It is a prime object of this invention therefore to provide an improved alloy steel having chemical properties ideally suited for casting, to provide manufactured parts having inherent resistance characteristics with respect to high temperatures and products of combustion resulting from the operation of an internal combustion engine.

A still further-object is to provide an improved material particularly suited to the manufacture and use of an improved cast valve.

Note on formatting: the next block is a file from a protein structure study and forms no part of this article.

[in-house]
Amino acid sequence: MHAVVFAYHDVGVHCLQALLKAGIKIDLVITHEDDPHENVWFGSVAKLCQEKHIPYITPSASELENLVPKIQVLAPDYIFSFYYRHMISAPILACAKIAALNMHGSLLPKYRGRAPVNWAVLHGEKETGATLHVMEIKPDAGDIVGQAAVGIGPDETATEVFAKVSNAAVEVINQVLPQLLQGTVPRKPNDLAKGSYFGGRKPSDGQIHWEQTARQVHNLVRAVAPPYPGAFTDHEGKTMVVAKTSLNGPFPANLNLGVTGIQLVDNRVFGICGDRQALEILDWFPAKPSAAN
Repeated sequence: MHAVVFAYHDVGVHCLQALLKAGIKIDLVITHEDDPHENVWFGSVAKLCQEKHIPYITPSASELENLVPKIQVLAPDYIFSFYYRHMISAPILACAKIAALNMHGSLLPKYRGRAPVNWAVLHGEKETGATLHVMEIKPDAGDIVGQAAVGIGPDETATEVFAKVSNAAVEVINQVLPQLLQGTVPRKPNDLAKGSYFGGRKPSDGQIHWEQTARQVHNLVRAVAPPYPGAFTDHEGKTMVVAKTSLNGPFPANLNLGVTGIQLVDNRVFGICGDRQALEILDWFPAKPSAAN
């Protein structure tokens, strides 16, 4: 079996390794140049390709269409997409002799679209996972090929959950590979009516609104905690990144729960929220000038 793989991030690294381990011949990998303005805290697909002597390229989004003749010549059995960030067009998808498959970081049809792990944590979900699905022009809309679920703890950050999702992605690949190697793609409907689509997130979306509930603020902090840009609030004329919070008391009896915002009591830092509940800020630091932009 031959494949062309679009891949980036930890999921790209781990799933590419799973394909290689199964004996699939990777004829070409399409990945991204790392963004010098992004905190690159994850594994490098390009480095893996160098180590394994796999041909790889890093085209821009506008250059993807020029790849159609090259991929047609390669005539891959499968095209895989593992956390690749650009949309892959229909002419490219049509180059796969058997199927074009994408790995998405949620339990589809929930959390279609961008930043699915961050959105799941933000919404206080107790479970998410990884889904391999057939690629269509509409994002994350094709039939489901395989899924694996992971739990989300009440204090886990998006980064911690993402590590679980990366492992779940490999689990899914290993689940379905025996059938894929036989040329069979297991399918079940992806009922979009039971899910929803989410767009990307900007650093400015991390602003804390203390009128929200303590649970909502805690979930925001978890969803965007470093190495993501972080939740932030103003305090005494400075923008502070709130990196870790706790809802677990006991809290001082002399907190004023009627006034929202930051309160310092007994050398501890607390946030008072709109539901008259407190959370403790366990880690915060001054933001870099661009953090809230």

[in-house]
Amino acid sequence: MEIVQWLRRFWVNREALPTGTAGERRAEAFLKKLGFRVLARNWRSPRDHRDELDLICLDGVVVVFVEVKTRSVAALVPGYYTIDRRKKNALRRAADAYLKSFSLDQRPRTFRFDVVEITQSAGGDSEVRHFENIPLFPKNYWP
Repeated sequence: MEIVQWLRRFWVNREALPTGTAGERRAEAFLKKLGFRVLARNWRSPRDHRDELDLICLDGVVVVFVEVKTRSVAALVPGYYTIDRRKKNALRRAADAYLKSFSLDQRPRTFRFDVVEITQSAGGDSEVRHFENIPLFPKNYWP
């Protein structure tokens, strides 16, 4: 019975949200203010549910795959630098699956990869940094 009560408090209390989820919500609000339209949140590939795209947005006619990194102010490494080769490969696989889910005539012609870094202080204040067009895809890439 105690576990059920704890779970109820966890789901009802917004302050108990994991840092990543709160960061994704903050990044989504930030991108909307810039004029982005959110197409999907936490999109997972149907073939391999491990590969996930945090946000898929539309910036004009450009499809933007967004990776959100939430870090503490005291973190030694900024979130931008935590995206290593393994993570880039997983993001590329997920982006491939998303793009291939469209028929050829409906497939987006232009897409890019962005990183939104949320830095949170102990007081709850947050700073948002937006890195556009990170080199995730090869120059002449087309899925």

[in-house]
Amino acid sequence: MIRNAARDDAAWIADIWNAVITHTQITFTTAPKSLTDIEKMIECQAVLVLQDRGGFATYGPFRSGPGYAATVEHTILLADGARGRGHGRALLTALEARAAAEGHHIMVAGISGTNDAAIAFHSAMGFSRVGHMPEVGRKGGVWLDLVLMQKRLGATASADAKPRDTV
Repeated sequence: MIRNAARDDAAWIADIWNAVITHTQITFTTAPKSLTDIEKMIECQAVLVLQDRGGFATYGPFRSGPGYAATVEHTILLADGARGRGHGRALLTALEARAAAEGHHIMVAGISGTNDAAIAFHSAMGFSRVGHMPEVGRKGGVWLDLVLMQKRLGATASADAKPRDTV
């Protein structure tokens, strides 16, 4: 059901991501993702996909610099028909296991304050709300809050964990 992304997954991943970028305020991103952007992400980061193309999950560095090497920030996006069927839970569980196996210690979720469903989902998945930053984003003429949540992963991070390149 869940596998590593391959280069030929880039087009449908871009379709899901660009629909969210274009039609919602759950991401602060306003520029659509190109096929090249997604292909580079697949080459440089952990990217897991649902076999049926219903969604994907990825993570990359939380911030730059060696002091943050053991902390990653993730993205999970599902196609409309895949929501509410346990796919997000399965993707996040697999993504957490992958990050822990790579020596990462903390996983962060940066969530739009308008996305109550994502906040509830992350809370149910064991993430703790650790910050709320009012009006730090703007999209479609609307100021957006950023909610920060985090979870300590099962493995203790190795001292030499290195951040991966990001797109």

Another object is to provide an improved stainless steel having a chemical combination which particularly meets, to a maximum degree, all of the desirable characteristics of a valve element as expressed above.

A morespecific object is to provide an improved alloy steel particularly suited to parts subjected to the conditions and products of combustion of an engine, the mate rial having among other things a silicon content which particularly suits the same to the manufacture of cast parts, such as exhaust valves, etc.

A further object is to provide a steel alloy material particularly suited to cast parts subjected to high temperatures and corrosion, the material having favorable work hardening characteristics which improve the inherently favorable characteristic of the cast article during use.